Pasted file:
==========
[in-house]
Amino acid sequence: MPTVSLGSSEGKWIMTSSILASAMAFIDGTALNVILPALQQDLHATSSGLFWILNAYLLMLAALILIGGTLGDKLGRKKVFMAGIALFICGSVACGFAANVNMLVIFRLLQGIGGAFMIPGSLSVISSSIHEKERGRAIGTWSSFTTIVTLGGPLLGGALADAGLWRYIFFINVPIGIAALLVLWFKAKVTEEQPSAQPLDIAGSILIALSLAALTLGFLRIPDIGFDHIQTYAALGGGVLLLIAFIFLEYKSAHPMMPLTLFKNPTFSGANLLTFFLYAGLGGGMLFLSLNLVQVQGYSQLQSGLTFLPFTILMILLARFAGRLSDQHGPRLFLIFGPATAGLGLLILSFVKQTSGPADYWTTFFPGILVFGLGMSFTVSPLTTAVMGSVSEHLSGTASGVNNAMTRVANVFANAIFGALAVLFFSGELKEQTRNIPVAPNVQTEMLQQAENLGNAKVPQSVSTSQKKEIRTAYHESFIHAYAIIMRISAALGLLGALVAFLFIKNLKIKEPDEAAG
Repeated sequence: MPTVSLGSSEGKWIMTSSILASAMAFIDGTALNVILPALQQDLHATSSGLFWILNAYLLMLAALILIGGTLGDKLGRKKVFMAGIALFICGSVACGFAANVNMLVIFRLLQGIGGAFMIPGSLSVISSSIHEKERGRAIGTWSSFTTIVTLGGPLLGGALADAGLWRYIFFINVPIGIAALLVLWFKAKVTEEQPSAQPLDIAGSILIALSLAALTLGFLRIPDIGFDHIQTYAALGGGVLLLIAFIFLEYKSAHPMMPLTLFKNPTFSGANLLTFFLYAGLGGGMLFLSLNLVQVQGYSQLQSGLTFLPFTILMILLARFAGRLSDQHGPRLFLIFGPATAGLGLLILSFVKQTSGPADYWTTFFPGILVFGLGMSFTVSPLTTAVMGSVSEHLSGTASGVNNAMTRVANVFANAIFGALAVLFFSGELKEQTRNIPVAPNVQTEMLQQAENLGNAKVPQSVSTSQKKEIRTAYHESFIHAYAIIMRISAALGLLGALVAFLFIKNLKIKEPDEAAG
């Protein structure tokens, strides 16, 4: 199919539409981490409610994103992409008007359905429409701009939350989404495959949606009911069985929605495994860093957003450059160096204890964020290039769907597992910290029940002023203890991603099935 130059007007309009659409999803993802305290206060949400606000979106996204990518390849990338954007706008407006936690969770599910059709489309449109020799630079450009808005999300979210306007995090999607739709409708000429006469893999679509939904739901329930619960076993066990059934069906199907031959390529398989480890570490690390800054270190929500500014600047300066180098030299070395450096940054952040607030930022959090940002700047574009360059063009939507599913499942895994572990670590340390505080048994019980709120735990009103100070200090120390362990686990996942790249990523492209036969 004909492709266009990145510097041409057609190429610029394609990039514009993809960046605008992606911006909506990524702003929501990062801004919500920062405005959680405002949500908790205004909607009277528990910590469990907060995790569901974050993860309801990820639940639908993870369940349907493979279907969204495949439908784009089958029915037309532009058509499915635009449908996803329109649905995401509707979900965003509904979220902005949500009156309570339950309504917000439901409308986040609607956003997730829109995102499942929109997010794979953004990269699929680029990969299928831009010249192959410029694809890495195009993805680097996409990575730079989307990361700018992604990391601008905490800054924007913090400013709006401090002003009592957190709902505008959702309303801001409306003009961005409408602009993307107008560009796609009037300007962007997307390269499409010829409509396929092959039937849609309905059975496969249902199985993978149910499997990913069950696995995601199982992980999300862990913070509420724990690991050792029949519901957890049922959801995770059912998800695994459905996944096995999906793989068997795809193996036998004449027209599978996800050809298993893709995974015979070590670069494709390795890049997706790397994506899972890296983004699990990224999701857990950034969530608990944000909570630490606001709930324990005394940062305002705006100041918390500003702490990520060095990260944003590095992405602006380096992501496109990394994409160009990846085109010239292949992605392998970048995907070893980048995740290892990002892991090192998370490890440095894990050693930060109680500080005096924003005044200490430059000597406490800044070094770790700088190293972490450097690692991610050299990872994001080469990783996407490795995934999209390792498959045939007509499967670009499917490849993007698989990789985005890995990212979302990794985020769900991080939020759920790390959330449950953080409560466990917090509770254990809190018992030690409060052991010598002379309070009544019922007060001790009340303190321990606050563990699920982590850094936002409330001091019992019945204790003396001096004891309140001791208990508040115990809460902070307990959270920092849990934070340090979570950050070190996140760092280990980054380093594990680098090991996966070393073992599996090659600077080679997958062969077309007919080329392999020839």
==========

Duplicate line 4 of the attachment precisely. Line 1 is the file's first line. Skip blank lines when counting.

């Protein structure tokens, strides 16, 4: 199919539409981490409610994103992409008007359905429409701009939350989404495959949606009911069985929605495994860093957003450059160096204890964020290039769907597992910290029940002023203890991603099935 130059007007309009659409999803993802305290206060949400606000979106996204990518390849990338954007706008407006936690969770599910059709489309449109020799630079450009808005999300979210306007995090999607739709409708000429006469893999679509939904739901329930619960076993066990059934069906199907031959390529398989480890570490690390800054270190929500500014600047300066180098030299070395450096940054952040607030930022959090940002700047574009360059063009939507599913499942895994572990670590340390505080048994019980709120735990009103100070200090120390362990686990996942790249990523492209036969 004909492709266009990145510097041409057609190429610029394609990039514009993809960046605008992606911006909506990524702003929501990062801004919500920062405005959680405002949500908790205004909607009277528990910590469990907060995790569901974050993860309801990820639940639908993870369940349907493979279907969204495949439908784009089958029915037309532009058509499915635009449908996803329109649905995401509707979900965003509904979220902005949500009156309570339950309504917000439901409308986040609607956003997730829109995102499942929109997010794979953004990269699929680029990969299928831009010249192959410029694809890495195009993805680097996409990575730079989307990361700018992604990391601008905490800054924007913090400013709006401090002003009592957190709902505008959702309303801001409306003009961005409408602009993307107008560009796609009037300007962007997307390269499409010829409509396929092959039937849609309905059975496969249902199985993978149910499997990913069950696995995601199982992980999300862990913070509420724990690991050792029949519901957890049922959801995770059912998800695994459905996944096995999906793989068997795809193996036998004449027209599978996800050809298993893709995974015979070590670069494709390795890049997706790397994506899972890296983004699990990224999701857990950034969530608990944000909570630490606001709930324990005394940062305002705006100041918390500003702490990520060095990260944003590095992405602006380096992501496109990394994409160009990846085109010239292949992605392998970048995907070893980048995740290892990002892991090192998370490890440095894990050693930060109680500080005096924003005044200490430059000597406490800044070094770790700088190293972490450097690692991610050299990872994001080469990783996407490795995934999209390792498959045939007509499967670009499917490849993007698989990789985005890995990212979302990794985020769900991080939020759920790390959330449950953080409560466990917090509770254990809190018992030690409060052991010598002379309070009544019922007060001790009340303190321990606050563990699920982590850094936002409330001091019992019945204790003396001096004891309140001791208990508040115990809460902070307990959270920092849990934070340090979570950050070190996140760092280990980054380093594990680098090991996966070393073992599996090659600077080679997958062969077309007919080329392999020839």